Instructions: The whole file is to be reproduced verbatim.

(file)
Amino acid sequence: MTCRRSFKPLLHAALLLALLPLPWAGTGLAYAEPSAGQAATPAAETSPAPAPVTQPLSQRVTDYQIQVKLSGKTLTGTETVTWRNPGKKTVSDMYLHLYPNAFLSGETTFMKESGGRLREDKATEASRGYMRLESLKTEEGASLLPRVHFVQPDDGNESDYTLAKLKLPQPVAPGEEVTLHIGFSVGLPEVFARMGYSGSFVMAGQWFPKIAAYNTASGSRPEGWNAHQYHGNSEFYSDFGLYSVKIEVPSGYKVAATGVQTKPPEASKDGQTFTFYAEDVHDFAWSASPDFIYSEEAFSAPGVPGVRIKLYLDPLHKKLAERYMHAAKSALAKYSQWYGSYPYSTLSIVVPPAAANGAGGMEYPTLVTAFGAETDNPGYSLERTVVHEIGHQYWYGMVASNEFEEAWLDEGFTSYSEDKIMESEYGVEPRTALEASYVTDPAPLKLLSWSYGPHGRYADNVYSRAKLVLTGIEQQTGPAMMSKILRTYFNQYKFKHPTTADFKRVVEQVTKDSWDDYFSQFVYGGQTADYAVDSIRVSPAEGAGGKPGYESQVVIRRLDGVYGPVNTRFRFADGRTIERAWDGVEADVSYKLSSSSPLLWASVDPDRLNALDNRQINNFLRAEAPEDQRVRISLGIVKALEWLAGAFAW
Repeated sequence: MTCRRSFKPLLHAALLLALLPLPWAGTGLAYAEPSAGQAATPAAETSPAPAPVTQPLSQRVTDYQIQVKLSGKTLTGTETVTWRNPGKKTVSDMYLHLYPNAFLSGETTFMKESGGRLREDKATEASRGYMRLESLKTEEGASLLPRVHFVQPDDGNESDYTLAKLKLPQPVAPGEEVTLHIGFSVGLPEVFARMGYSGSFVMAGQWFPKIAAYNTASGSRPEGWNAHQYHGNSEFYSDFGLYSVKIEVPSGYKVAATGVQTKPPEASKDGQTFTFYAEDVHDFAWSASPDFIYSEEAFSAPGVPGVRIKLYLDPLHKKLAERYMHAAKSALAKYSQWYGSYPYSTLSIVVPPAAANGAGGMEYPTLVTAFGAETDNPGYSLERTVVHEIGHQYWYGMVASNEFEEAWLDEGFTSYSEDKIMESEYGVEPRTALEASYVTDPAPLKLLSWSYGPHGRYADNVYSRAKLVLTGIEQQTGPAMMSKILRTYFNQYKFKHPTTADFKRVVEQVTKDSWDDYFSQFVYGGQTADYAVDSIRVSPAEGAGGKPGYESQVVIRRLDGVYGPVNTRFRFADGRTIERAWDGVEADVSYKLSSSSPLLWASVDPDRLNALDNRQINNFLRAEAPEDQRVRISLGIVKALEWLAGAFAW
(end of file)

Amino acid sequence: MTCRRSFKPLLHAALLLALLPLPWAGTGLAYAEPSAGQAATPAAETSPAPAPVTQPLSQRVTDYQIQVKLSGKTLTGTETVTWRNPGKKTVSDMYLHLYPNAFLSGETTFMKESGGRLREDKATEASRGYMRLESLKTEEGASLLPRVHFVQPDDGNESDYTLAKLKLPQPVAPGEEVTLHIGFSVGLPEVFARMGYSGSFVMAGQWFPKIAAYNTASGSRPEGWNAHQYHGNSEFYSDFGLYSVKIEVPSGYKVAATGVQTKPPEASKDGQTFTFYAEDVHDFAWSASPDFIYSEEAFSAPGVPGVRIKLYLDPLHKKLAERYMHAAKSALAKYSQWYGSYPYSTLSIVVPPAAANGAGGMEYPTLVTAFGAETDNPGYSLERTVVHEIGHQYWYGMVASNEFEEAWLDEGFTSYSEDKIMESEYGVEPRTALEASYVTDPAPLKLLSWSYGPHGRYADNVYSRAKLVLTGIEQQTGPAMMSKILRTYFNQYKFKHPTTADFKRVVEQVTKDSWDDYFSQFVYGGQTADYAVDSIRVSPAEGAGGKPGYESQVVIRRLDGVYGPVNTRFRFADGRTIERAWDGVEADVSYKLSSSSPLLWASVDPDRLNALDNRQINNFLRAEAPEDQRVRISLGIVKALEWLAGAFAW
Repeated sequence: MTCRRSFKPLLHAALLLALLPLPWAGTGLAYAEPSAGQAATPAAETSPAPAPVTQPLSQRVTDYQIQVKLSGKTLTGTETVTWRNPGKKTVSDMYLHLYPNAFLSGETTFMKESGGRLREDKATEASRGYMRLESLKTEEGASLLPRVHFVQPDDGNESDYTLAKLKLPQPVAPGEEVTLHIGFSVGLPEVFARMGYSGSFVMAGQWFPKIAAYNTASGSRPEGWNAHQYHGNSEFYSDFGLYSVKIEVPSGYKVAATGVQTKPPEASKDGQTFTFYAEDVHDFAWSASPDFIYSEEAFSAPGVPGVRIKLYLDPLHKKLAERYMHAAKSALAKYSQWYGSYPYSTLSIVVPPAAANGAGGMEYPTLVTAFGAETDNPGYSLERTVVHEIGHQYWYGMVASNEFEEAWLDEGFTSYSEDKIMESEYGVEPRTALEASYVTDPAPLKLLSWSYGPHGRYADNVYSRAKLVLTGIEQQTGPAMMSKILRTYFNQYKFKHPTTADFKRVVEQVTKDSWDDYFSQFVYGGQTADYAVDSIRVSPAEGAGGKPGYESQVVIRRLDGVYGPVNTRFRFADGRTIERAWDGVEADVSYKLSSSSPLLWASVDPDRLNALDNRQINNFLRAEAPEDQRVRISLGIVKALEWLAGAFAW